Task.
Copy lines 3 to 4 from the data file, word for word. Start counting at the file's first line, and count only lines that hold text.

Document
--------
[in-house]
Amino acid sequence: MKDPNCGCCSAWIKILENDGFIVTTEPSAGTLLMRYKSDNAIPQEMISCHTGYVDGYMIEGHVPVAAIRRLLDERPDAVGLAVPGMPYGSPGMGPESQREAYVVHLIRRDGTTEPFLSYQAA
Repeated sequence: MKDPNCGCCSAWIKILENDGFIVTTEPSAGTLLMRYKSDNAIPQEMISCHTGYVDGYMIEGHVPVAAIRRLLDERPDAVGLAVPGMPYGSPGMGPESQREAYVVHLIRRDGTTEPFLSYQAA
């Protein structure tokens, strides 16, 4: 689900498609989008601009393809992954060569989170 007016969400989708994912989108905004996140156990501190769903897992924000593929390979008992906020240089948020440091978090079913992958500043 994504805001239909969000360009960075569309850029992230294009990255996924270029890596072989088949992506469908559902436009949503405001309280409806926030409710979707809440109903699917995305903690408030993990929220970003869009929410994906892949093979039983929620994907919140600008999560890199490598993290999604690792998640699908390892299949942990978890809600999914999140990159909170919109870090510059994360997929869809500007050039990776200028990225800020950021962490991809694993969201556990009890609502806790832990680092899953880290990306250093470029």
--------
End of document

Repeated sequence: MKDPNCGCCSAWIKILENDGFIVTTEPSAGTLLMRYKSDNAIPQEMISCHTGYVDGYMIEGHVPVAAIRRLLDERPDAVGLAVPGMPYGSPGMGPESQREAYVVHLIRRDGTTEPFLSYQAA
């Protein structure tokens, strides 16, 4: 689900498609989008601009393809992954060569989170 007016969400989708994912989108905004996140156990501190769903897992924000593929390979008992906020240089948020440091978090079913992958500043 994504805001239909969000360009960075569309850029992230294009990255996924270029890596072989088949992506469908559902436009949503405001309280409806926030409710979707809440109903699917995305903690408030993990929220970003869009929410994906892949093979039983929620994907919140600008999560890199490598993290999604690792998640699908390892299949942990978890809600999914999140990159909170919109870090510059994360997929869809500007050039990776200028990225800020950021962490991809694993969201556990009890609502806790832990680092899953880290990306250093470029």